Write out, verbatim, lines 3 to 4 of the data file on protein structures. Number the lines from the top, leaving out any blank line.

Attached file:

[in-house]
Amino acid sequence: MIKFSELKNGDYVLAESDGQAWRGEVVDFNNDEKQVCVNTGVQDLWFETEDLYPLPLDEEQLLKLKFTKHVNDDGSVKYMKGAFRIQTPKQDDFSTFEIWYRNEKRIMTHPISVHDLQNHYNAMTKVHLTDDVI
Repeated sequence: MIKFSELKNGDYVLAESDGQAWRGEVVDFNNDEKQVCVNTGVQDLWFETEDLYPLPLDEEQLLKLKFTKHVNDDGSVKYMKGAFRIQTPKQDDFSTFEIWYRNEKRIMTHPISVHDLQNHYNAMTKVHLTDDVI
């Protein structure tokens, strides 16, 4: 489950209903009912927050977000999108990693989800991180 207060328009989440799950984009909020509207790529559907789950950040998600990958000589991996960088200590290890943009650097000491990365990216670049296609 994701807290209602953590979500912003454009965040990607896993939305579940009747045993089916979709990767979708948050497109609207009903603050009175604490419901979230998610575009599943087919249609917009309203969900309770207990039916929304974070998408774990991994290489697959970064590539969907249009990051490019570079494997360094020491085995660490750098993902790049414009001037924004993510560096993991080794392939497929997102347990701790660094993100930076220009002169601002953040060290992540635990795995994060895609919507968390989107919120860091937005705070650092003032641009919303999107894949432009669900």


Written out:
Repeated sequence: MIKFSELKNGDYVLAESDGQAWRGEVVDFNNDEKQVCVNTGVQDLWFETEDLYPLPLDEEQLLKLKFTKHVNDDGSVKYMKGAFRIQTPKQDDFSTFEIWYRNEKRIMTHPISVHDLQNHYNAMTKVHLTDDVI
């Protein structure tokens, strides 16, 4: 489950209903009912927050977000999108990693989800991180 207060328009989440799950984009909020509207790529559907789950950040998600990958000589991996960088200590290890943009650097000491990365990216670049296609 994701807290209602953590979500912003454009965040990607896993939305579940009747045993089916979709990767979708948050497109609207009903603050009175604490419901979230998610575009599943087919249609917009309203969900309770207990039916929304974070998408774990991994290489697959970064590539969907249009990051490019570079494997360094020491085995660490750098993902790049414009001037924004993510560096993991080794392939497929997102347990701790660094993100930076220009002169601002953040060290992540635990795995994060895609919507968390989107919120860091937005705070650092003032641009919303999107894949432009669900």